United States District Court, M.D. Pennsylvania
STEVEN C. JAMES, Petitioner
CAPTAIN S. SPAULDING Respondent
MALACHY E. MANNION United States District Judge.
the court is a petition for a writ of habeas corpus pursuant
to 28 U.S.C. §2241, filed by Petitioner, Steven C.
James, an inmate currently incarcerated in the Allenwood
Federal Correctional Institution, White Deer, Pennsylvania.
Preliminary review of the petition has been undertaken, see
28 U.S.C. §2243; see also, R. Governing
§2254 Cases R.4 and, for the reasons set forth below, the
Court will dismiss the petition for lack of jurisdiction.
April 1, 2015, Petitioner pled guilty to conspiracy to
possess with intent to distribute heroin. U.S. v.
James, 2:14-cr-0087-GCS-KAJ (S.D. Ohio April 1, 2015).
He was sentenced to a term of 110 month imprisonment, three
years supervised release and a $100.00 special assessment.
27, 2016, James filed a motion to vacate, set aside, or
correct his sentence, pursuant to 28 U.S.C. §2255.
Id. In support of his claim, he argued that the
Supreme Court's decision in Johnson v. United
States, __U.S. __, 135 S.Ct. 2551(2015), which held that
“residual clause” of 18 U.S.C.
§924(e)(2)(B)(ii) of the Armed Career Criminal Act
(“ACCA”) was unconstitutionally vague, implied
that similar, if not identical, language which appears in
those sections of the Sentencing Guidelines is also
unconstitutionally vague, and that he should be resentenced
without regard to those portions of the Guidelines.
See, U.S. v. James, 2:14-cr-0087-GCS-KAJ
(S.D. Ohio April 1, 2015).
August 1, 2016, the Court granted Respondent's motion to
hold proceedings in abeyance pending a decision in
Beckles v. United States, 136 S.Ct. 2510
(2016)(granting the petition for a writ of
certiorari), which raised the issue of whether
Johnson invalidates the career offender provisions
of the United States Sentencing Guidelines - the same issue
raised in Petitioner's motion to vacate. See,
U.S. v. James, 2:14-cr-0087-GCS-KAJ (S.D. Ohio April
March 6, 2017, the United States Supreme Court held that the
United States Sentencing Guidelines are not subject to a
vagueness challenge under the Due Process Clause, and that
the residual clause in §4B1.2(a)(2) therefore is not
void for vagueness. Beckles v. United States, 580
U.S. __, __, 2017 WL 855781. The Supreme Court reasoned that
“[u]nlike the ACCA, however, the advisory Guidelines do
not fix the permissible range of sentences. To the contrary,
they merely guide the exercise of a court's discretion in
choosing an appropriate sentence within the statutory range.
Accordingly, the Guidelines are not subject to a vagueness
challenge under the Due Process Clause.”
Beckles, 580 U.S. __, __, 2017 WL 855781, *6.
Opinion and Order dated March 16, 2016, the sentencing Court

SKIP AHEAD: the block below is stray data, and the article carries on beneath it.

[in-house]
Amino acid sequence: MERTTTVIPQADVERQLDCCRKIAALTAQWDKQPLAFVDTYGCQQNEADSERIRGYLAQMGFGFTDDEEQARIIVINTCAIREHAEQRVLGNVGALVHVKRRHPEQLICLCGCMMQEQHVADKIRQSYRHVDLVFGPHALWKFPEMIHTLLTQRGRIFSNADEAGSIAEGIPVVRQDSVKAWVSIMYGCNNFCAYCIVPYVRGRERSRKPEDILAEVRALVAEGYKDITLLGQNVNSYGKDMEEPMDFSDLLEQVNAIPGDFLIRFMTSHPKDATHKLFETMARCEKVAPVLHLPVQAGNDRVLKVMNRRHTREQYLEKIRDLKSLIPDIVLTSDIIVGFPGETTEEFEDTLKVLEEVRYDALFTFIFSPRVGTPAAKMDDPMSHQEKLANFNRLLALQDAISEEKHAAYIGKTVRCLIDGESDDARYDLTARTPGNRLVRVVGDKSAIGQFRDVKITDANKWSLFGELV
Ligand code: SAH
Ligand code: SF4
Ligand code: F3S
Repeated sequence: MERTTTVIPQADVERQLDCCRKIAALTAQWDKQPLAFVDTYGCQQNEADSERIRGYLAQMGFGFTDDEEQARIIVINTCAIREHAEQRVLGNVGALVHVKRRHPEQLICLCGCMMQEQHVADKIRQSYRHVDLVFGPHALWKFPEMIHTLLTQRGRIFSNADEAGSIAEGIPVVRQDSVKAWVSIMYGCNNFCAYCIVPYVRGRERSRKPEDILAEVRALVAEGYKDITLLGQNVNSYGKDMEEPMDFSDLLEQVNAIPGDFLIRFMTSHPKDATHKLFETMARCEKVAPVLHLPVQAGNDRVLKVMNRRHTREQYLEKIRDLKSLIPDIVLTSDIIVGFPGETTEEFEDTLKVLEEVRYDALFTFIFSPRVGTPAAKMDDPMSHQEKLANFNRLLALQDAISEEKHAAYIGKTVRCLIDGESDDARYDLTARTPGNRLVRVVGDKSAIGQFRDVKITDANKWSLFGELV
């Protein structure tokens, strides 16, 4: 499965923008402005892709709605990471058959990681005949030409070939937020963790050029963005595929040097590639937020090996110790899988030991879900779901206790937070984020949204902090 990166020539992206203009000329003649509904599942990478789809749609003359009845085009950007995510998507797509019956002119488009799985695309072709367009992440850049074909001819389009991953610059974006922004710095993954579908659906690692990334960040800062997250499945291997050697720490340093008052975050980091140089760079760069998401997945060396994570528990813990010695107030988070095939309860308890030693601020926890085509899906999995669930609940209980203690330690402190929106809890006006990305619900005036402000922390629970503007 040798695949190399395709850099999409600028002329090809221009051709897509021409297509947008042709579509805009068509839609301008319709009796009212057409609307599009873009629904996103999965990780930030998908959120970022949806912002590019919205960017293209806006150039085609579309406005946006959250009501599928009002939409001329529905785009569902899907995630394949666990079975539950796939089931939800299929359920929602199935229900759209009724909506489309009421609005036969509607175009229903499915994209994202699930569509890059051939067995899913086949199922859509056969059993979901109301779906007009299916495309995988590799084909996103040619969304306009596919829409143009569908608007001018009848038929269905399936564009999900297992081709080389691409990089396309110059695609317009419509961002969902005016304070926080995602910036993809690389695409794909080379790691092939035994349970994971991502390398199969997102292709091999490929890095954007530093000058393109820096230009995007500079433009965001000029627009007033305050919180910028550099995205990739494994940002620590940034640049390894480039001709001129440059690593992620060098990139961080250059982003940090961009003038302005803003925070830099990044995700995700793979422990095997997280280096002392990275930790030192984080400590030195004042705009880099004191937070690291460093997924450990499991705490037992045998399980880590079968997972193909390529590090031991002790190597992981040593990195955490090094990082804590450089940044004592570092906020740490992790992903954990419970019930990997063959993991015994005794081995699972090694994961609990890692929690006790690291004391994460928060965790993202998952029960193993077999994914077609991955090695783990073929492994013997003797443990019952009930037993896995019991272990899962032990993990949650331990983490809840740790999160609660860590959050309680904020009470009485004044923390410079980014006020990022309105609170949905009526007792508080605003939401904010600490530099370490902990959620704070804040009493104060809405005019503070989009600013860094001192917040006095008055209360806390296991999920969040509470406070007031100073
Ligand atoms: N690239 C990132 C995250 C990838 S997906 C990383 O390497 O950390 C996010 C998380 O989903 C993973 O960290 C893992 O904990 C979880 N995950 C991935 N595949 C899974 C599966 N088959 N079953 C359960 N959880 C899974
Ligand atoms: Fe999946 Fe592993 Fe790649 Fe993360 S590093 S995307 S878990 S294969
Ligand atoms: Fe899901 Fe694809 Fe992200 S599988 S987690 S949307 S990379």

denied James' motion to vacate, based on Supreme
Court's Beckles decision. See, U.S.
v. James, 2:14-cr-0087-GCS-KAJ (S.D. Ohio April 1,
31, 2017, James filed the instant petition for writ of habeas
corpus pursuant to 28 U.S.C. §2241, seeking to be
resentenced under Johnson. (Doc. 1).
prisoners seeking post-conviction relief from their judgment
of conviction or the sentence imposed are generally required
to bring their collateral challenges pursuant to 28 U.S.C.
§2255. See 28 U.S.C. §2255(e). Section 2255(e)
An application for a writ of habeas corpus [pursuant to
§2241] in behalf of a prisoner who is authorized to
apply for relief by motion pursuant to [§2255], shall
not be entertained if it appears that the applicant has
failed to apply for relief by motion, to the court which
sentenced him, or that such court has denied him relief,
unless it also appears that the remedy by motion is
inadequate or ineffective to test the legality of his
28 U.S.C. §2255(e). To that end, the Court of Appeals
for the Third Circuit has observed that “[m]otions
pursuant to 28 U.S.C. §2255 are the presumptive means by
which federal prisoners can challenge their convictions or
sentences that are allegedly in violation of the
Constitution.” Okereke v. United States, 307
F.3d 117, 120 (3d Cir. 2002) (citing Davis v. United
States, 417 U.S. 333, 343 (1974)). Section
2255(e) specifically prohibits federal courts from
entertaining a federal prisoner's collateral challenge by
an application for habeas corpus unless the court finds that
a Section 2255 motion is inadequate or
ineffective.” Okereke, 307 F.3d at 120 (citing
In re Dorsainvil, 119 F.3d 245, 251 (3d Cir. 1997)).
This safety valve language in Section 2255(e) has been
strictly construed. See Application of Galante, 437
F.2d 1164, 1165-66 (3d Cir. 1971) (concluding that
unfavorable legal standards in circuit where sentencing court
was located do not render Section 2255 remedy inadequate or
ineffective); Millan-Diaz v. Parker, 444 F.2d 95, 97
(3d Cir. 1971) (concluding that doubts about the
administration of a Section 2255 motion in particular do not
make the remedy inadequate or ineffective); United States
ex rel. Leguillou v. Davis, 212 F.2d 681, 684 (3d Cir.
1954) (holding that even if the sentencing court incorrectly
disposes of a proper motion under Section 2255, the
appropriate remedy is an appeal of that decision and not a
habeas corpus petition).
Section 2255 is not inadequate or ineffective merely because
the sentencing court has previously denied relief.
Dorsainvil, 119 F.3d at 251. Nor do legislative
limitations like statutes of limitation or gatekeeping
provisions render the Section 2255 remedy inadequate or
ineffective so as to authorize pursuit of a habeas petition
in this court. See, e.g., Cradle v.
United States,290 F.3d 536, 539 (3d Cir. 2002);
United States v. Brooks,230 F.3d 643, 647 (3d Cir.
2000); Dorsainvil, 119 F.3d at 251. Rather, only
when a prisoner is in the unusual position of having no
earlier opportunity to challenge his conviction or “is
being detained for conduct that has subsequently been